It is a central claim of the national competitiveness literature that firms exploit the comparative advantages of their environment by choosing to pursue the product market strategy that is facilitated by national financial- and labour-market institutions. Otherwise, so goes the argument, firms are punished in that strategies receiving no institutional support are less successful and therefore not sustainable in the long run. My analyses of pharmaceutical firms in Germany, Italy and the United Kingdom challenge these arguments on the choice and success of competitive strategies. Given that different measures of strategy success do not indicate that the latter is in line with national institutional advantages, I develop an alternative explanation for the strategy choices of firms. On the basis of my qualitative interviews with managers, I argue that technological opportunities to transform inventions or imitations into marketable products are a primary concern when entrepreneurs choose their firm's strategy.
Fletcher J., Sindelar J.L., Yamaguchi S.
Ontario : McMaster University : 2008/11 : 31 p.
We present what we believe are the best estimates of how job characteristics of physical demands and environmental conditions affect individual's health. Five-year cumulative measures of these job characteristics are used to reflect findings in the physiologic literature that cumulative exposure is most relevant for the impact of hazards and stresses on health. Using data from the Panel Study of Income Dynamics we find that individuals who work in jobs with the ‘worst' conditions experience declines in their health, although this effect varies by demographic group. For example, for non-white men, a one standard deviation increase in cumulative physical demands decreases health by an amount that offsets an increase of two years of schooling or four years of aging. Job characteristics are found more detrimental to the health of females and older workers. These results are robust to inclusion of occupation fixed effects, health early in life and lagged health.
Fujisawa E., Lafortune G.
Paris : OCDE : 2008/12 : 61 p.
Ce document de travail présente une analyse descriptive de la rémunération des médecins dans 14 pays de l'OCDE pour lesquels on trouve des données raisonnablement comparables dans Eco-santé OCDE 2007 (Allemagne, Autriche, Canada, Danemark, États-Unis, Finlande, France, Hongrie, Islande, Luxembourg, Pays-Bas, République tchèque, Royaume-Uni et Suisse). Les données sont présentées séparément pour les généralistes (omnipraticiens) et les spécialistes. La comparaison des niveaux de rémunération entre pays est faite sur la base d'une monnaie commune (le dollar américain, ajusté pour la parité des pouvoirs d'achat), ainsi qu'en rapport avec le salaire moyen de l'ensemble des travailleurs dans chacun des pays. Cette étude constate qu'il y a de fortes variations dans les niveaux de revenu des généralistes entre les pays, et que les variations sont encore plus prononcées concernant les spécialistes. La rémunération des généralistes oscille entre deux fois le niveau du salaire moyen en Finlande et République tchèque, à un niveau trois fois et demi plus élevé aux États-Unis et en Islande. La rémunération des spécialistes varie encore plus, allant de une fois et demi à deux fois le salaire moyen pour les spécialistes salariés en Hongrie et en République tchèque, à cinq à sept fois plus élevé pour les spécialistes travaillant en mode libéral aux Pays-Bas, aux États-Unis et en Autriche. Une partie de la variation dans les rémunérations entre pays peut s'expliquer par l'utilisation de différentes méthodes de rémunération (par exemple, le salariat ou le paiement par acte pour les médecins libéraux), par le rôle joué par les généralistes en tant que médecin référant, par des différences dans la charge de travail (tel que mesuré, par exemple, par les heures de travail) et par le nombre de médecins par habitant. Cependant, ces facteurs institutionnels ou d'offre ne peuvent pas expliquer toutes les variations. Par ailleurs, lorsque l'on compare la rémunération des généralistes et des spécialistes dans chaque pays, cette étude indique que dans pratiquement tous les pays, la rémunération des spécialistes a eu tendance à augmenter plus rapidement que celle des généralistes au cours des dix dernières années, creusant encore plus l'écart. Cet écart grandissant a probablement contribué à l'augmentation du nombre et de la part des spécialistes dans le nombre total de médecins dans la plupart des pays au cours de la dernière décennie, et à accroître les inquiétudes concernant une pénurie de généralistes.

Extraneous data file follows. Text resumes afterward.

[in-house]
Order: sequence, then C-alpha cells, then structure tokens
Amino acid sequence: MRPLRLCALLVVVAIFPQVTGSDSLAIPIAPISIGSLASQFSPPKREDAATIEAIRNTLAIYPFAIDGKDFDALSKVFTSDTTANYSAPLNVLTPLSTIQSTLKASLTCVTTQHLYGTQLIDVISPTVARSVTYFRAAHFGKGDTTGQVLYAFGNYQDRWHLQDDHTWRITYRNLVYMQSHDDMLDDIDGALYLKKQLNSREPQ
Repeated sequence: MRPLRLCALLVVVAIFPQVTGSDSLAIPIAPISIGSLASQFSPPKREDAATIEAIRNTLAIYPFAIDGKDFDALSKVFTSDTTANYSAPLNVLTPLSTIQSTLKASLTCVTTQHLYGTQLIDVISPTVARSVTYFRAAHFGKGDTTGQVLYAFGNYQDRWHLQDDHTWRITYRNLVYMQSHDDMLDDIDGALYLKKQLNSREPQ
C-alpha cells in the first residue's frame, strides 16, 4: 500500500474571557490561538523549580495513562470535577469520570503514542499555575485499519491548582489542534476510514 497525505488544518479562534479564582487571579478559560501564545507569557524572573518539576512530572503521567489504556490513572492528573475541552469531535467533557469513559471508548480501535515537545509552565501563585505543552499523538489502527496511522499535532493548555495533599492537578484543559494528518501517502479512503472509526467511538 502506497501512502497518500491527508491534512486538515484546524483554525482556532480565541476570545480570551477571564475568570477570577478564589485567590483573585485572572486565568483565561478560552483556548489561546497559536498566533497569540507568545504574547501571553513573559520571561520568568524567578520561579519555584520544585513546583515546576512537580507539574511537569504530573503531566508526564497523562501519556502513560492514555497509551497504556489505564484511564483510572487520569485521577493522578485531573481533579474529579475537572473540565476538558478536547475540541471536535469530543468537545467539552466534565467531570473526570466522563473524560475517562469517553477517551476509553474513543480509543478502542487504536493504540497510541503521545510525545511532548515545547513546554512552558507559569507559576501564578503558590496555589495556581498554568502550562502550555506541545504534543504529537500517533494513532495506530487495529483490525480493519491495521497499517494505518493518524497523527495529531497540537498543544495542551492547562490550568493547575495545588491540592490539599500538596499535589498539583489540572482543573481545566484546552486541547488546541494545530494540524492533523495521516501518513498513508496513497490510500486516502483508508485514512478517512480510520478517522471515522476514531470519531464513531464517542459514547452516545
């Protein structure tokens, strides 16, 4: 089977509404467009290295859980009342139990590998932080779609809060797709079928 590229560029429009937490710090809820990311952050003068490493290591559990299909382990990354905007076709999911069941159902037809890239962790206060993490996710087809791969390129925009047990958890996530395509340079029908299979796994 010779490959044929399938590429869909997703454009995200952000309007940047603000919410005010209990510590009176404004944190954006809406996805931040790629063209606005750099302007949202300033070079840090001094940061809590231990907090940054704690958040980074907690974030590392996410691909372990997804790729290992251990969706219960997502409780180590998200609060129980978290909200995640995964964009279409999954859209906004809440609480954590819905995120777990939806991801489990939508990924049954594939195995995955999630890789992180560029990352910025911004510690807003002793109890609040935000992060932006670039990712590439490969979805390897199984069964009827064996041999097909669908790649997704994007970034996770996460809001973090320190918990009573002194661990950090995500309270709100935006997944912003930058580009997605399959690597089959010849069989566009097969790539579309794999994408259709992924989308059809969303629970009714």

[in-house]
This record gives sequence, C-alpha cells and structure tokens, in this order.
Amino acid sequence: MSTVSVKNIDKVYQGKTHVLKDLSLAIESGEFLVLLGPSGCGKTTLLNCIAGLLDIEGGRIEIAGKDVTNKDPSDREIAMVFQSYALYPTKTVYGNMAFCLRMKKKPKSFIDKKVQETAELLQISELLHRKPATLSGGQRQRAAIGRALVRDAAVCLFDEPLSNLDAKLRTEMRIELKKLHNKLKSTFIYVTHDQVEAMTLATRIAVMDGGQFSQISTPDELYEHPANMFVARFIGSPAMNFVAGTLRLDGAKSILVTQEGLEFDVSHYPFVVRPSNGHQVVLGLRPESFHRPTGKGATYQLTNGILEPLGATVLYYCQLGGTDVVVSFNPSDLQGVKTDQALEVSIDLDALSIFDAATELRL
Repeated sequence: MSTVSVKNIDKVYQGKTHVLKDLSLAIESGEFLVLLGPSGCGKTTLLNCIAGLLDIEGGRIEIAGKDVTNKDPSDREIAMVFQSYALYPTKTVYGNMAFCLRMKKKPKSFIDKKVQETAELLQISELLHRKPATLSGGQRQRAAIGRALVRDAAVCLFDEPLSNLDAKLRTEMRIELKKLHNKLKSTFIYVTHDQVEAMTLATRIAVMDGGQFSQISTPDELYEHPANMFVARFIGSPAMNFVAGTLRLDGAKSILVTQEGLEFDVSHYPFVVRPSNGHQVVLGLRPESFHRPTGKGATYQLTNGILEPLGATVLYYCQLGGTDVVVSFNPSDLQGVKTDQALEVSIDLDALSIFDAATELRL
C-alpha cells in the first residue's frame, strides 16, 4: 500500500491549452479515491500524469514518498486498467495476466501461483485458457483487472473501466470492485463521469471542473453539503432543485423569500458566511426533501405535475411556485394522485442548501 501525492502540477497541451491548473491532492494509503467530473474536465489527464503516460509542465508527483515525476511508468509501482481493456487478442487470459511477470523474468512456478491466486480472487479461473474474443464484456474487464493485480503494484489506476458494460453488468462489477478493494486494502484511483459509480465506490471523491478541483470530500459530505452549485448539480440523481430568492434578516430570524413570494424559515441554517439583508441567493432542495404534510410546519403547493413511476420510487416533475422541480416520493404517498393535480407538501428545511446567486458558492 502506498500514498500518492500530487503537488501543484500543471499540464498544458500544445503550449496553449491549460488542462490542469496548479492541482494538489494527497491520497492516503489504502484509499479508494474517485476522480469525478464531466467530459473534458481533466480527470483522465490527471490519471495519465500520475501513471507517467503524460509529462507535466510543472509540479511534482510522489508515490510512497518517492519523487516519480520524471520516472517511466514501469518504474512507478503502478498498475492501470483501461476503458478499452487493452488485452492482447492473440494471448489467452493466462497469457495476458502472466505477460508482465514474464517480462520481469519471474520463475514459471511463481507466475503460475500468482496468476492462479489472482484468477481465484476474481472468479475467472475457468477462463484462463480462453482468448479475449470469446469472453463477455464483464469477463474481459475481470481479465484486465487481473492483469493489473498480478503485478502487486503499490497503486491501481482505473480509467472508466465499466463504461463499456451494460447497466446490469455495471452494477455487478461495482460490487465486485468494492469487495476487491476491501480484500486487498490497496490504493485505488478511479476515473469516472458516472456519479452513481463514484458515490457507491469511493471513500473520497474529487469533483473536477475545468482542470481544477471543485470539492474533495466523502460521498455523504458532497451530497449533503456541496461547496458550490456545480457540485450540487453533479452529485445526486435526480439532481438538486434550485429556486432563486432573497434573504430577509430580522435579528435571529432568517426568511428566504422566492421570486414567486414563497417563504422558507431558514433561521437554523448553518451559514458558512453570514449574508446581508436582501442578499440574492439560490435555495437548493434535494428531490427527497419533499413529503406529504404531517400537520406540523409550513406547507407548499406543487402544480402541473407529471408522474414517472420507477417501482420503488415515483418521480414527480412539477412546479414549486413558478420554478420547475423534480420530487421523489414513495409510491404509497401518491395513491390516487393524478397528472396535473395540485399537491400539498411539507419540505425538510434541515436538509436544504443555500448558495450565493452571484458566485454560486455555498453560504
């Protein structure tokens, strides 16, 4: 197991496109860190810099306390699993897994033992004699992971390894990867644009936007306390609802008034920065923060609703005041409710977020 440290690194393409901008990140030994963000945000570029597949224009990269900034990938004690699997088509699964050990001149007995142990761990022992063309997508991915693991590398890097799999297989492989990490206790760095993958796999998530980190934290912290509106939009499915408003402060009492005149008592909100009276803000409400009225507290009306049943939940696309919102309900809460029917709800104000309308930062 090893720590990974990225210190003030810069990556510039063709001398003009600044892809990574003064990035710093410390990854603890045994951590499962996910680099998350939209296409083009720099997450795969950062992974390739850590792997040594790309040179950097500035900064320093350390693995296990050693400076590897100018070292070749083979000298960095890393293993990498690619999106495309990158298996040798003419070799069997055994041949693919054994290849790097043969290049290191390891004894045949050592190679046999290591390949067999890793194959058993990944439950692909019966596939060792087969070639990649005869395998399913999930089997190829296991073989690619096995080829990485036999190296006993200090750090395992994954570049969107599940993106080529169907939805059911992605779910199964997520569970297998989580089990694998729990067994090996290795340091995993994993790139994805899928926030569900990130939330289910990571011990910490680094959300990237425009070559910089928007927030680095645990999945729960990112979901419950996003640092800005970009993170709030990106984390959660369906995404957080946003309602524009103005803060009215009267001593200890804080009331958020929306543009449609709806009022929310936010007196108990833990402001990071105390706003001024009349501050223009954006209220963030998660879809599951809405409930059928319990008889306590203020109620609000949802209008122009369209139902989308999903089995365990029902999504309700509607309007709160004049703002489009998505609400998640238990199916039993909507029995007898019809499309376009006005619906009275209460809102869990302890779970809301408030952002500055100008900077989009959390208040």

Munich : university of Munich : 2008/11 : 15 p.
New approaches in health care, such as e.g. Integrated Delivery Systems, affect the role and tasks of medical suppliers. More and more, medical suppliers are incorporated into the process of guiding patients to medical specialists and hospitals and thus managing the course of disease. In this context, the role of medical gate-keepers and case managers may provide opportunities for undesirable behavior (from the network's point of view). Therefore, compensation-induced incentives for gatekeepers and case managers are in the main focus of the paper. Different health care payment systems and the impact of financial and non-financial incentives on case managers and gate-keepers in medical networks are analyzed. Another focus is laid on medical suppliers that are not involved in managing diseases and guiding patients. Due to their smaller margin of actions and possibilities to take advantage of it, reimbursement should emphasize different aspects than for case managers.